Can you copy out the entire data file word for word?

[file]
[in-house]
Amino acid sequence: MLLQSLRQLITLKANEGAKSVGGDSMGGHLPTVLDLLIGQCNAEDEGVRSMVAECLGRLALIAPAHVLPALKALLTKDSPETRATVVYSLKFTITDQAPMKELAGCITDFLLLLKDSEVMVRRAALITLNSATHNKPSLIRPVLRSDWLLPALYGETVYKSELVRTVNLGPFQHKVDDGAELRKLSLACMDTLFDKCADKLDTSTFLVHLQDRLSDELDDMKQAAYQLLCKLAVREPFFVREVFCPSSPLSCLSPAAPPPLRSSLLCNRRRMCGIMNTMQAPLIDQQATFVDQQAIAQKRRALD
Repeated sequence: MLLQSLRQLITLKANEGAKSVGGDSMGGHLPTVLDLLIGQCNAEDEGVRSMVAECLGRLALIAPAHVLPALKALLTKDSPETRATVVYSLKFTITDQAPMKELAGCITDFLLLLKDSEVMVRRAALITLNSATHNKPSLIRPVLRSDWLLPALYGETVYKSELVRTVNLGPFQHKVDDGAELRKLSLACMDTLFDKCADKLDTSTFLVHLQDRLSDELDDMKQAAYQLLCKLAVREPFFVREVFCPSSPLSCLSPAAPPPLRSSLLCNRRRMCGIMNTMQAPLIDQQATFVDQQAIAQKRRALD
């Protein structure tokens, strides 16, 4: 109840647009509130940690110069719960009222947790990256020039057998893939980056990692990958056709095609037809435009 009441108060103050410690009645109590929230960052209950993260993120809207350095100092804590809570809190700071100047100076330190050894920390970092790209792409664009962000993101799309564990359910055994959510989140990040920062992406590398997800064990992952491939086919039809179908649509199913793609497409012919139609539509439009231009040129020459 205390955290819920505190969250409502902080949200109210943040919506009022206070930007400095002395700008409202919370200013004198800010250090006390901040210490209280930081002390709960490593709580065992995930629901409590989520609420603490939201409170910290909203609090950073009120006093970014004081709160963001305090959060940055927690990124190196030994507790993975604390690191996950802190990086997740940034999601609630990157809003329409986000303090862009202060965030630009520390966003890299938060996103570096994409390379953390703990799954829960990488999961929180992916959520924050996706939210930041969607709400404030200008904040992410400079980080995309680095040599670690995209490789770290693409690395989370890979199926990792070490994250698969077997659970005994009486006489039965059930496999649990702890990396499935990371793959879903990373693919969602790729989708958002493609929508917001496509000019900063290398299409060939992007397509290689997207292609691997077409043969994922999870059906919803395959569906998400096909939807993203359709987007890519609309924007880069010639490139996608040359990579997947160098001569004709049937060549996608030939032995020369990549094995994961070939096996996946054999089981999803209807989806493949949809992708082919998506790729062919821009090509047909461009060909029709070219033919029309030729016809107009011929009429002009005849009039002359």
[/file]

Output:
[in-house]
Amino acid sequence: MLLQSLRQLITLKANEGAKSVGGDSMGGHLPTVLDLLIGQCNAEDEGVRSMVAECLGRLALIAPAHVLPALKALLTKDSPETRATVVYSLKFTITDQAPMKELAGCITDFLLLLKDSEVMVRRAALITLNSATHNKPSLIRPVLRSDWLLPALYGETVYKSELVRTVNLGPFQHKVDDGAELRKLSLACMDTLFDKCADKLDTSTFLVHLQDRLSDELDDMKQAAYQLLCKLAVREPFFVREVFCPSSPLSCLSPAAPPPLRSSLLCNRRRMCGIMNTMQAPLIDQQATFVDQQAIAQKRRALD
Repeated sequence: MLLQSLRQLITLKANEGAKSVGGDSMGGHLPTVLDLLIGQCNAEDEGVRSMVAECLGRLALIAPAHVLPALKALLTKDSPETRATVVYSLKFTITDQAPMKELAGCITDFLLLLKDSEVMVRRAALITLNSATHNKPSLIRPVLRSDWLLPALYGETVYKSELVRTVNLGPFQHKVDDGAELRKLSLACMDTLFDKCADKLDTSTFLVHLQDRLSDELDDMKQAAYQLLCKLAVREPFFVREVFCPSSPLSCLSPAAPPPLRSSLLCNRRRMCGIMNTMQAPLIDQQATFVDQQAIAQKRRALD
């Protein structure tokens, strides 16, 4: 109840647009509130940690110069719960009222947790990256020039057998893939980056990692990958056709095609037809435009 009441108060103050410690009645109590929230960052209950993260993120809207350095100092804590809570809190700071100047100076330190050894920390970092790209792409664009962000993101799309564990359910055994959510989140990040920062992406590398997800064990992952491939086919039809179908649509199913793609497409012919139609539509439009231009040129020459 205390955290819920505190969250409502902080949200109210943040919506009022206070930007400095002395700008409202919370200013004198800010250090006390901040210490209280930081002390709960490593709580065992995930629901409590989520609420603490939201409170910290909203609090950073009120006093970014004081709160963001305090959060940055927690990124190196030994507790993975604390690191996950802190990086997740940034999601609630990157809003329409986000303090862009202060965030630009520390966003890299938060996103570096994409390379953390703990799954829960990488999961929180992916959520924050996706939210930041969607709400404030200008904040992410400079980080995309680095040599670690995209490789770290693409690395989370890979199926990792070490994250698969077997659970005994009486006489039965059930496999649990702890990396499935990371793959879903990373693919969602790729989708958002493609929508917001496509000019900063290398299409060939992007397509290689997207292609691997077409043969994922999870059906919803395959569906998400096909939807993203359709987007890519609309924007880069010639490139996608040359990579997947160098001569004709049937060549996608030939032995020369990549094995994961070939096996996946054999089981999803209807989806493949949809992708082919998506790729062919821009090509047909461009060909029709070219033919029309030729016809107009011929009429002009005849009039002359």